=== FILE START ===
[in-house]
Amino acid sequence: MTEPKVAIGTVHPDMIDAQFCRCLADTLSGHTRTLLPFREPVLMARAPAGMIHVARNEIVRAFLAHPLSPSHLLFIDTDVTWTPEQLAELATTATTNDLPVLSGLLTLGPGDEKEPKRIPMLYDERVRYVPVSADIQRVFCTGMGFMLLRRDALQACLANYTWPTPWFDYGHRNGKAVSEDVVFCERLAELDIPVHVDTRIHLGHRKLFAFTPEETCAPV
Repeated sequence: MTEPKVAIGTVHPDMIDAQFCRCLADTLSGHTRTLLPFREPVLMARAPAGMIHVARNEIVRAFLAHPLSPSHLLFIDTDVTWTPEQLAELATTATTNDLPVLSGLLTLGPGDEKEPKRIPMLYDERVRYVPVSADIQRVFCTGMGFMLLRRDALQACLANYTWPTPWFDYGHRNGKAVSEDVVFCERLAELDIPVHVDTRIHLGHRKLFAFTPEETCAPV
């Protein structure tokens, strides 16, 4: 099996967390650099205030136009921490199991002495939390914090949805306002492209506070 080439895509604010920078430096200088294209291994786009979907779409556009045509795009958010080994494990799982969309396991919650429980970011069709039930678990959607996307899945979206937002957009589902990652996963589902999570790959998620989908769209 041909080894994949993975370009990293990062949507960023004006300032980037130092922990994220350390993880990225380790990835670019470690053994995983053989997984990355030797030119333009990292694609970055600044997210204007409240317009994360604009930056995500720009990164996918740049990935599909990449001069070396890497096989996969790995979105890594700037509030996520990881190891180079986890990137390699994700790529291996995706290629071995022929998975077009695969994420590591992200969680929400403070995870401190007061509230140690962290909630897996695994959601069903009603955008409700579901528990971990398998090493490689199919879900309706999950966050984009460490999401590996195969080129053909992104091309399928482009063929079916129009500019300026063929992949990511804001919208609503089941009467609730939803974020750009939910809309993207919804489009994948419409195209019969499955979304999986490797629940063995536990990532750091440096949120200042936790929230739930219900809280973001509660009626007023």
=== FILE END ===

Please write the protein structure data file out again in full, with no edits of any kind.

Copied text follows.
[in-house]
Amino acid sequence: MTEPKVAIGTVHPDMIDAQFCRCLADTLSGHTRTLLPFREPVLMARAPAGMIHVARNEIVRAFLAHPLSPSHLLFIDTDVTWTPEQLAELATTATTNDLPVLSGLLTLGPGDEKEPKRIPMLYDERVRYVPVSADIQRVFCTGMGFMLLRRDALQACLANYTWPTPWFDYGHRNGKAVSEDVVFCERLAELDIPVHVDTRIHLGHRKLFAFTPEETCAPV
Repeated sequence: MTEPKVAIGTVHPDMIDAQFCRCLADTLSGHTRTLLPFREPVLMARAPAGMIHVARNEIVRAFLAHPLSPSHLLFIDTDVTWTPEQLAELATTATTNDLPVLSGLLTLGPGDEKEPKRIPMLYDERVRYVPVSADIQRVFCTGMGFMLLRRDALQACLANYTWPTPWFDYGHRNGKAVSEDVVFCERLAELDIPVHVDTRIHLGHRKLFAFTPEETCAPV
């Protein structure tokens, strides 16, 4: 099996967390650099205030136009921490199991002495939390914090949805306002492209506070 080439895509604010920078430096200088294209291994786009979907779409556009045509795009958010080994494990799982969309396991919650429980970011069709039930678990959607996307899945979206937002957009589902990652996963589902999570790959998620989908769209 041909080894994949993975370009990293990062949507960023004006300032980037130092922990994220350390993880990225380790990835670019470690053994995983053989997984990355030797030119333009990292694609970055600044997210204007409240317009994360604009930056995500720009990164996918740049990935599909990449001069070396890497096989996969790995979105890594700037509030996520990881190891180079986890990137390699994700790529291996995706290629071995022929998975077009695969994420590591992200969680929400403070995870401190007061509230140690962290909630897996695994959601069903009603955008409700579901528990971990398998090493490689199919879900309706999950966050984009460490999401590996195969080129053909992104091309399928482009063929079916129009500019300026063929992949990511804001919208609503089941009467609730939803974020750009939910809309993207919804489009994948419409195209019969499955979304999986490797629940063995536990990532750091440096949120200042936790929230739930219900809280973001509660009626007023």